spendthrift Fri 25-May-12 12:29:26

Cheapskate, ha! On phone so can't do laughing emoticon.

I am a 6 as well. Cry at family funerals, well any funeral, sad songs, military parades, any old excuse. And need support in uncertainty. Whereas dh, aspie traits, went to bed one evening this week when wed been given potentially vv bad news, was quiet and analytical about it and couldn't sleep at all. I at least got some sleep though not a good night. His relief the next day was amazing, expressed on email at work.

So your theory, Un, begins to make sense to me too.

mybabyweight - presumably the funeral was for one of his side of the family then? Going back through the generations, I'm sure my maternal grandfather had AS, but he was an RAF officer, so it was impressed upon us grandchildren, from an early age, that he was used to certain things at certain times etc. I now think he joined the forces because he liked things to be so regimented.

gladiolus Sat 26-May-12 15:46:32

"I got 5, but you know how the answers will determine you so it's a bit daft - easy to rig."

Surely the whole point is to answer the questions correctly. What is the point of doing the test if you deliberately skew the results?

interestingly, when I told my MIL about our results she suggested that I must have lied to skew the results!

She's so totally on the scale too....

And, yes, cheapskate, it was his uncle that passed away. It is apparently embarrassing to weep if you are widowed - better to be proud of yourself by staying strong.

Fair enough. Not possible for us Seipsa's...

I scored 7 and suffer from anxiety disorder which has probably skewed the results.

mrsallright Mon 13-Aug-12 00:38:24

I have found this conversation really helpful, my DH and I met with our son's speech and language therapist last week and since she mentioned he might be on the spectrum, we've both been looking at each other through new lens and analysing ourselves (At least I have!) He doesn't seem too phased! I've done the test and will try and persuade him to as I scored 8.. Both DS And DH very caring loving men, who regularly kiss and cuddle each other, and DH is a stay at home dad with strong emphasis on routine! They both seem like martians at times, and since my DD came along I am quite relieved that there is more balance in the house, but would never admit it to anyone! It's all a bit scary as our DS is only 3.5 so probalby won't know what flavour he is for a while, but it's really been helpful to have the speech therapy and learn new coping strategies.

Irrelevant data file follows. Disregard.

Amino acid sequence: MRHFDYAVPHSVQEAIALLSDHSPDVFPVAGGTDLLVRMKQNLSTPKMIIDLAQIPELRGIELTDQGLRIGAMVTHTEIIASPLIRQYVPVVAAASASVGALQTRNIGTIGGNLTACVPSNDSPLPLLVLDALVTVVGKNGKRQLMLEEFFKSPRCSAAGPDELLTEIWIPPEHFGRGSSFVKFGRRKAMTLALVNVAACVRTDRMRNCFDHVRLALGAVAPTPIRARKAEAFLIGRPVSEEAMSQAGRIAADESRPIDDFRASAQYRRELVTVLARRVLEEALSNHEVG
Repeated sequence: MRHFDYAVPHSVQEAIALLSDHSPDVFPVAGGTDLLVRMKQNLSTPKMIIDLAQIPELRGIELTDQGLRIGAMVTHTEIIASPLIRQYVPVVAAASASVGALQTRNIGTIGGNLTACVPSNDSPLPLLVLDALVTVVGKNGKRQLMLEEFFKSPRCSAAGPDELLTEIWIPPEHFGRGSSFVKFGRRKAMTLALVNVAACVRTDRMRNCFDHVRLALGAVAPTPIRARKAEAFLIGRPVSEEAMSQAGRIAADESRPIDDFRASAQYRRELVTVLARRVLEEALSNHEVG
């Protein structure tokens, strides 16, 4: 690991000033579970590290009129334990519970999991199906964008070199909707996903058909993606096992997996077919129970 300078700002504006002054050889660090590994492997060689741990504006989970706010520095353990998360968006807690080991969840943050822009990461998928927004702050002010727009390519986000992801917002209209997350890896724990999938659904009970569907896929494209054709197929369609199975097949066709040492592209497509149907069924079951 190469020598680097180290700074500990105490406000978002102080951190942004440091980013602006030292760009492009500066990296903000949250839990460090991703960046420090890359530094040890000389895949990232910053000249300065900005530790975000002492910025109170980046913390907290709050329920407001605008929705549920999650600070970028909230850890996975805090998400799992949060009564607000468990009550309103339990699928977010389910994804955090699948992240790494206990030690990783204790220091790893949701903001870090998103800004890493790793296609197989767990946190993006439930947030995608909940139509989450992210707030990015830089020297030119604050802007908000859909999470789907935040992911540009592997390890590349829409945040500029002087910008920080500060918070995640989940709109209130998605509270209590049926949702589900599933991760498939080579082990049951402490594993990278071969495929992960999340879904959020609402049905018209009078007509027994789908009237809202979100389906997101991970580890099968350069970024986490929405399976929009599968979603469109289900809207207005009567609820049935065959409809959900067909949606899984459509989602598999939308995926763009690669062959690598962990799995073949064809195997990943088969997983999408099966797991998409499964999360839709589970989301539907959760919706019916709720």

MoelFammau Wed 14-Nov-12 00:59:56

I scored 9, my DH 33.

I have to admit though that I'm not the leaky-eyed type. More erratically gung-ho / let's pack up and live in a another country type, I guess. It must freak out DH no end.

Been together 5 years and it's been so so tough. Only realised the Aspie thing last week though. Oddly I feel that this is something that could rescue things. Knowing he's not insensitive on purpose.

gussiegrips Wed 14-Nov-12 01:13:28

Yep, it really helps. Having a reason to forgive them makes marriage much easier.

There are upsides to it - like him being superorganised soI don't have to and him being utterly faithful because it wouldn't occur to him to have an affair. Because he's married.

But, it can be no fun at all!

tryingsoonflying Wed 14-Nov-12 01:17:55

Me, 16. OH 38.

SantasStrapOn Wed 14-Nov-12 01:44:08

Katie I got 23, I think my results were skewed by my problems too. If I think back to how I used to be, I was incredibly gregarious, loved going out and being with people. I've never been any good at 'reading' people though, but I think in my case it's because of my upbringing, I think I probably shut down and gave up at an early age because my parents are so manipulative. Pointless trying to read someone like that, they like to keep you second guessing.

CaliforniaLeaving Wed 14-Nov-12 02:14:59

I scored an 8 and I'm going to get Dh to go it when he gets in. I've always thought he may well be on the spectrum, super smart but genuinely has no clue on so many things. He's even told me to just tell him straight it doesn't hurt his feelings, it makes him aware of what I need.

CaliforniaLeaving Wed 14-Nov-12 15:45:45

Dh finally took it, he got 33. Makes a lot of sense.
He's the most faithful man ever, doesn't even look at other women cause he's already married. Loves his routines and hobbies. I socialized with the kids and left him home and he was happy with that for the last 25 years. It actually makes me feel better knowing I was right not to pressure him into being something he's obviously not and never will be. Still love him to bits even if he never parties with me.

B1ueberryMuff1n Wed 14-Nov-12 15:51:38

Is that from the Simon Baron Cohen book? Did you read about the broader autism phenotype. That really interested me, his idea that there is a category that wouldn't receive an official diagnosis but who share as many traits with people with aspergers as they do with people without it. Their scores would be in the 20s. I think my family has a few members who have 'the broader autism phenotype'.